Playful Strategies: Eric Brown in Amagansett
Eric Brown: Vice Versa at Ille Arts, Amagansett
July 3 to 21, 2015
216a Main Street
Amagansett, NY, 631 905 9894
“Vice Versa,” Eric Brown’s exhibition in Amagansett, initially made me think of crisply pressed and elegantly embellished men’s shirts that cry out to be unfolded. Brightly illuminated against the whitewashed walls of the gallery, the shimmying plaids and high-keyed, off-kilter stripes of these paintings have the pulsating energy of Scandinavian or African textiles. While their sources and influences are deep and varied, they strike me as having a relationship to fabrics, music, and architecture as well as the history of abstract painting through the lineage of Kazimir Malevich, Piet Mondrian, Myron Stout, and Alice Trumbull Mason. Bridget Riley, though spoiling the alliteration, should also be included in this lineup. Despite these various affinities, Brown’s intimately scaled paintings have a self-containment and reserved exuberance that is taut and refreshing, if sometimes overly modest.
Playful strategies in the game of figure/ground are at work in a trifecta of paintings on the gallery’s southwest wall. In Red and Blue Rectangles (2014), Red Envelope (2015), and The Red Oval (2015), you think you know where one geometric shape begins and another ends, but on closer inspection such assumptions are up-ended. Electric cherry red and traffic cone orange fields are kept in check by black, cobalt blue, and grey discs, quarter-rounds, and triangles. Here, we see Brown’s effort at wrangling color, contour, and proportion as a means of articulating the space of the painting and generating sensations of openness and enclosure, depth and projection. Several paintings include shapes that wrap around the sides of the stretcher, a device that visually links the work to the wall. I am usually not a fan of paint that intentionally travels around edges (it becomes too much like sculpture). Rather, I wish that the construction of the corner folds had been razor-sharp right angles to reinforce the staccato movements on the front surfaces, although this is truly difficult to accomplish when stretching cloth over wood. Framing may achieve that level of precision, but then you lose the painted edges. I think the paintings would stand up just fine without the edge embellishments.
Ups and Downs (2014-2015) offers a horizontally undergirded stack of persimmon and black half-rounds that toggle spatially. Such graduated arrangements of color and reversing patterns evoke for me the rhythms of sprechstimme, the expressive vocal style that combines singing and speech, as used, for instance, in Arnold Schoenberg’s Pierrot Lunaire. In his score for that piece Schoenberg instructs the performer to become “acutely aware of the difference between singing tone and speaking tone: singing tone unalterably stays on the pitch, whereas speaking tone gives the pitch but immediately leaves it again by falling or rising.” Color, in a way, is the painter’s equivalent of timbre, and it is hard not to think that Brown had music in mind when he placed 12 truncated quarter notes up and down a five-bar staff.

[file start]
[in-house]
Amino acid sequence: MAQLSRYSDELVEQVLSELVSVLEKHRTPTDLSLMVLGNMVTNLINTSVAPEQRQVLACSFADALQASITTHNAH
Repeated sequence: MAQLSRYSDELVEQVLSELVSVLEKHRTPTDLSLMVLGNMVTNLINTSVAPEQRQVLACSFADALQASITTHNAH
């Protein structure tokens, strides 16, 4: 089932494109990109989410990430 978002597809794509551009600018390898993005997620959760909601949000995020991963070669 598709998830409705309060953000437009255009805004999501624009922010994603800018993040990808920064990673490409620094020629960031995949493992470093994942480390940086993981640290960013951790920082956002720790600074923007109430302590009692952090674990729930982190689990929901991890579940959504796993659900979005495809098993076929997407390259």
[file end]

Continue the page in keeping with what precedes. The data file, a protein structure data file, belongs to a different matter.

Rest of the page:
Disassemble and Shift (both 2015) have, in my view, a resounding relationship to the formal principles of Bauhaus and Black Mountain textiles, particularly the works of Gunta Stölzl and Anni Albers. In their experiments with multi-layered weave constructions that utilized linens, silks and newly invented synthetic fibers, these artist/designers elevated geometric abstraction to a high art, even as they reflected the dissenting social and political precepts of Weimar Germany. I see an aesthetic kinship here, in Brown’s management of the dual identity of his colors, in the way they stand independently while attaining dynamic interaction with their neighbors. Brown also makes visible the fine weave (think Black Mountain designer Don Page) of the linen support through his deft handling of multiple, turpentine-thinned layers of pigment.
Like other artists who have supported themselves for years doing other things — while steadily and quietly developing their own oeuvre — Brown has worked (in his role as a principal at Tibor de Nagy Gallery) to support a number of eminent American artists, and these associations have undoubtedly permeated his thinking and his independent commitment to painting. Friendships with poets and painters including John Ashbery and the late Jane Freilicher have certainly imbued Brown’s sensitivity to texture, light, and language and we are, in turn, the beneficiaries of those exchanges. In “Vice Versa,” Brown continues to fold his knowledge of their accomplishments into his own distinct vision.